kf's ignorant longshot Oscar pick.

A mostly political Weblog.
March 5 2006 5:19 AM

kf's Loony Oscar Longshot

Plus--New York Times in ruins!

Oscar Bump Builds into Heartland Tsunami! Brokeback Mountain  out of top 10 on Academy Awards weekend. 11:45 A.M.

Paul Krugman's column of 2/27  [$] argues that what's happening is not

that the 20 percent or so of American workers who have the skills to take advantage of new technology and globalization are pulling away from the 80 percent who don't have these skills.


Rather, Krugman says, a tiny, tiny minority (he talks about the top one percent or the top hundredth of a percent) is getting extremely rich--which he declares, in a double-hedged sentence:

may have as much to do with power relations as it does with market forces. [Emph. added]

That's indeed an anti-CW position, as Krugman notes--the established consensus being the "80-20" skills-centric view of rising economic inequality. It's also a highly convenient position for Krugman, since it lets him claim that somehow, through unspecified changes in "power relations," we can stop this tiny minority of "oligarchs" from continuing to get rich.

But just because it's convenient doesn't mean it's wrong! And just because the very rich got very richer during the Clinton years--not just in the Bush and Reagan years--doesn't make it wrong either. But here are some initial, top-of-head questions:

1. What if the top tenth of a percent didn't exist? Wouldn't it look, in the rest of society, as if the relatively skilled two or three deciles at the top were pulling away from everyone else--in other words, the 80/20 consensus would be true? Krugman seems to be saying that the top 20% didn't really get that much richer at all. He cites a study showing that between 1972 and 2001 "the wage and salary income of Americans at the 90th percentile of the income distribution rose only 34 percent."  But I bet if you looked at overall wealth--including stock and real estate investments, 401 (k)s, etc.--you'd discover the top 20% doing a lot better than that, and a lot better than the bottom 80%.

2. Why do we care about income inequality? Because we care about social equailty, I've argued. We're Americans--we don't mind people getting rich. We do mind richer people lording it over less rich people, or even thinking they're better than less rich people.  And if that's what you care about, what happens to a tiny minority at the top--CEOs, baseball players, Bill Gates and Steve Rattner--may not matter as much as what happens in the vast affluence of the top 20%. There's a limit to how many people the top tenth of a percent can boss around, after all. But if the top 20% of Americans suddenly get enough relative wealth to wall themselves off from everyone else, or to start hiring maids and butlers and other servants (after decades when the number of houses with servants declined), that could in itself be a big and unwelcome shift in the tone of everyday life.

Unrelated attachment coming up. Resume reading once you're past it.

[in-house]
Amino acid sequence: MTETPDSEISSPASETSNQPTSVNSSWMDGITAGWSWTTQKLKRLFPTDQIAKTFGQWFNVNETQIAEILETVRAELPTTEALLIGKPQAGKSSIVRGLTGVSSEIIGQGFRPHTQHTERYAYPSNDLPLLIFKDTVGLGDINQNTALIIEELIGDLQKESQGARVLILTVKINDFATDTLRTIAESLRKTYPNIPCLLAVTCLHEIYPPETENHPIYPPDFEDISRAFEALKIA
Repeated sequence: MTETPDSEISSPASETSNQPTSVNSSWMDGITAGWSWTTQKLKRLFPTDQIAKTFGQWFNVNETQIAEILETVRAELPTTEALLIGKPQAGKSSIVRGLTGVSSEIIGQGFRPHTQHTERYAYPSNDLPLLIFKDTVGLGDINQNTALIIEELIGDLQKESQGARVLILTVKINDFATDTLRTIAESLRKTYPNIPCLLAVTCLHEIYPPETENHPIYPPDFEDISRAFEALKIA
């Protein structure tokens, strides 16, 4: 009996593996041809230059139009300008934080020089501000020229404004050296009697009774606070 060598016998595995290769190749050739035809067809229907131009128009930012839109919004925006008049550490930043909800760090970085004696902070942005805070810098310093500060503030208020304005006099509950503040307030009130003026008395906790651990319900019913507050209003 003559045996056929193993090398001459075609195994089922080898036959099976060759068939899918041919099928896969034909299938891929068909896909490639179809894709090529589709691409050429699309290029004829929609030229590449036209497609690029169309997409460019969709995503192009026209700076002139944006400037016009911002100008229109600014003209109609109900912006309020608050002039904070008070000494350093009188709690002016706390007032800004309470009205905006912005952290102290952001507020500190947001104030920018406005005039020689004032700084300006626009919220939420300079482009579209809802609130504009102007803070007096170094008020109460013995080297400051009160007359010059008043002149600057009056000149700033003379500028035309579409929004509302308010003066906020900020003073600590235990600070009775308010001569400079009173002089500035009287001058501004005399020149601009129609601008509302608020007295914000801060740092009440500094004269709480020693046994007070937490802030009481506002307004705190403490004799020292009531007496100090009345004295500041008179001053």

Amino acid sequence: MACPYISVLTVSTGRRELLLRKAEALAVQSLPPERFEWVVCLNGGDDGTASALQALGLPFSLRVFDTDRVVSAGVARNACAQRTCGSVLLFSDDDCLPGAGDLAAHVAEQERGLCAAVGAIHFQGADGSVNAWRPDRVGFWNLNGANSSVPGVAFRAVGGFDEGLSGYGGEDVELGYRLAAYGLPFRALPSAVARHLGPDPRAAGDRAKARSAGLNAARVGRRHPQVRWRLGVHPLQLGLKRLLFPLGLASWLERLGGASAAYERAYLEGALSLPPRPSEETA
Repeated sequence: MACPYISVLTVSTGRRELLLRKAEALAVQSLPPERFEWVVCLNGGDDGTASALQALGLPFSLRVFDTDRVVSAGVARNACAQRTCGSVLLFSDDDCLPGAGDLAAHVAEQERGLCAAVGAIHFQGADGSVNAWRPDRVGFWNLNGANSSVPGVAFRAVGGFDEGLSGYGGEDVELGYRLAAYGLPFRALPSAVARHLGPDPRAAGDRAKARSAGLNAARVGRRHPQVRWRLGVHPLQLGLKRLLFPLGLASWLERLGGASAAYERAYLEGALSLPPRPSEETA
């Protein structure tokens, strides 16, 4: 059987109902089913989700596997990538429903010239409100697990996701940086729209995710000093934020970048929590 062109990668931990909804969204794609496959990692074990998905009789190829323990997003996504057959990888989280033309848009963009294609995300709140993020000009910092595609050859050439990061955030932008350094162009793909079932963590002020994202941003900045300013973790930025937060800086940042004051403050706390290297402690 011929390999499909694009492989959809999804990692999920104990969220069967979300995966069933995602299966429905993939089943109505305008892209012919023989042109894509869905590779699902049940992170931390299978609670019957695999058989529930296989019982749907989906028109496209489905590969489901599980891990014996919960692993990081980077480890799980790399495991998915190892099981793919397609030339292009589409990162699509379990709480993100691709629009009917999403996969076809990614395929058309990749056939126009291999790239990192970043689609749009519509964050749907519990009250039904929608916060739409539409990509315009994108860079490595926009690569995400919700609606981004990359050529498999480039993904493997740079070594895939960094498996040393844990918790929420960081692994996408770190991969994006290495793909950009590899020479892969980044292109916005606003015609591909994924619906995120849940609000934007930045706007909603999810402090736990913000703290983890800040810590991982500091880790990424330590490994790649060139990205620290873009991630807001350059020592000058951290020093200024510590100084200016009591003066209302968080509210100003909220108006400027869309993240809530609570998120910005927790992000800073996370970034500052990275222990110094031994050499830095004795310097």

3. How exactly is Krugman going to stop the very rich from getting richer, anyway? Controlling CEO pay would be a start. It seems obvious that top corporate pay is out of control. But there's Charles Murray's argument to contend with: "[W]hen a percentage point of market share is worth hundreds of millions of dollars, the people who can help you get that extra percentage point will command very large salaries."

Controlling CEO pay is only a start, anyway. Inequality is increasing, after all, even within the broad, non-CEO ranks of people with college degrees, or law degrees--because within the post-graduate professions, the superstars with more uncredentializable talent are pulling ahead at the expense of the pack. That's certainly what's happened in journalism--look at what Tom Friedman makes. How do you stop the stars from making lots of money in a mass society when people want to hear the stars?  (As Krugman argued, in another context: "You may think I was overpaid, but the market--not Enron--set those pay rates.") .

And lots of people get rich out of sheer luck--they're the Mark Cubans and Maria Cantwells who find themselves holding the right asset at the right time. Can you stop such people from getting lucky without throwing a big monkey wrench into the free market? I doubt it. Nor is it clear we actually want a society in which luck isn't rewarded, but talent is. That would mean that any remaining inequalities were deserved--something that would be arguably much worse for social equality.

Maybe Krugman's addressed these issues in venues I haven't visited. If so, please let me know. For now, I'm sticking with the conclusion Krugman himself seemed to reach in the early editions of his book The Age of Diminished Expectations--that there isn't much we can do, in practice, to stop either the top 20% or the top 1% from getting richer if that's the direction in which the underlying economy's moving. The better strategy, I still think, is to focus on preventing this money inequality from translating into social inequality. 1:07 A.M. link

On Beyond Yeti: Did they say computers (enabling the cheap generation of new designs) and globalization were changing the auto industry? Here's the Tata Cliffrider, Inovo Lirica, Mazel Identity, Koenigsegg CCX, Loremo LS, and of course the Castagna Imperial Landaulet--all your old, familiar favorites--on one page. ... It's still not quite as easy to start a new car line as to start a blog--but it seems to be getting close. ... 7:12 P.M.



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